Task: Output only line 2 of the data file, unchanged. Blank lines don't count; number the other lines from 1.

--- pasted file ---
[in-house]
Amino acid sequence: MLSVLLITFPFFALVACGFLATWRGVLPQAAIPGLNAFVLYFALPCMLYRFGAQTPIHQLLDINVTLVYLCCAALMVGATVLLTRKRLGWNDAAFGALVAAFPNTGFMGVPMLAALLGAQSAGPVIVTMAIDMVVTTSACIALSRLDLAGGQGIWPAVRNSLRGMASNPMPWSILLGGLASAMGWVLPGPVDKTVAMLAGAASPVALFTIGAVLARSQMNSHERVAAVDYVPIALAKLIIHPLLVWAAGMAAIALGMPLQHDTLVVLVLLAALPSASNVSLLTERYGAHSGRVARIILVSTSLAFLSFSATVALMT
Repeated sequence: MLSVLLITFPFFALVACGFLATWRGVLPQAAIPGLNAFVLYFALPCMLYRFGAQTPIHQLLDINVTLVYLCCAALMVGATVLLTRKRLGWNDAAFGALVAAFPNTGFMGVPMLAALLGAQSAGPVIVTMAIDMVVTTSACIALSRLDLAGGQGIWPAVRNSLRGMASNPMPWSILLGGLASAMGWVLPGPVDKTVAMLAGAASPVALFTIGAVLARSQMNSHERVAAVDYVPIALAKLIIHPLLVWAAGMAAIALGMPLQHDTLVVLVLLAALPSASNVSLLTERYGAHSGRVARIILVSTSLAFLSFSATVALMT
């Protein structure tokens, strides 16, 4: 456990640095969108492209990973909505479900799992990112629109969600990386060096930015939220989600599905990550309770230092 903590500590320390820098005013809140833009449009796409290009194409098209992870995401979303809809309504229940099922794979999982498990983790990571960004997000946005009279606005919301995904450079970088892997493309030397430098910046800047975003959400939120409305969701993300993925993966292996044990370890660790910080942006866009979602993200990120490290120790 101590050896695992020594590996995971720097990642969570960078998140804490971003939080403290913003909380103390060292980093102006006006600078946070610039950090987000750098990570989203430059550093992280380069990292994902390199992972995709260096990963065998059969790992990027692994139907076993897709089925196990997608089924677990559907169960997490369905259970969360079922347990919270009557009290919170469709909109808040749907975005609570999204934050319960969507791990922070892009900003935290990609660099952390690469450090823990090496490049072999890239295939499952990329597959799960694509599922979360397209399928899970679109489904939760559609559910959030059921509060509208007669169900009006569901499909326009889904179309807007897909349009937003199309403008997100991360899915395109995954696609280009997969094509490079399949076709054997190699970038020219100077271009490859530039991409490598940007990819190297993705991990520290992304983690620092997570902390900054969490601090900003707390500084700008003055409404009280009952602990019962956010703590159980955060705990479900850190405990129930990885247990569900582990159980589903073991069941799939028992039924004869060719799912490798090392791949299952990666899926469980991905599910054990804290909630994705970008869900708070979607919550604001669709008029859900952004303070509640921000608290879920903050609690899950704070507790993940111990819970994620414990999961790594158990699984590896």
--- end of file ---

Amino acid sequence: MLSVLLITFPFFALVACGFLATWRGVLPQAAIPGLNAFVLYFALPCMLYRFGAQTPIHQLLDINVTLVYLCCAALMVGATVLLTRKRLGWNDAAFGALVAAFPNTGFMGVPMLAALLGAQSAGPVIVTMAIDMVVTTSACIALSRLDLAGGQGIWPAVRNSLRGMASNPMPWSILLGGLASAMGWVLPGPVDKTVAMLAGAASPVALFTIGAVLARSQMNSHERVAAVDYVPIALAKLIIHPLLVWAAGMAAIALGMPLQHDTLVVLVLLAALPSASNVSLLTERYGAHSGRVARIILVSTSLAFLSFSATVALMT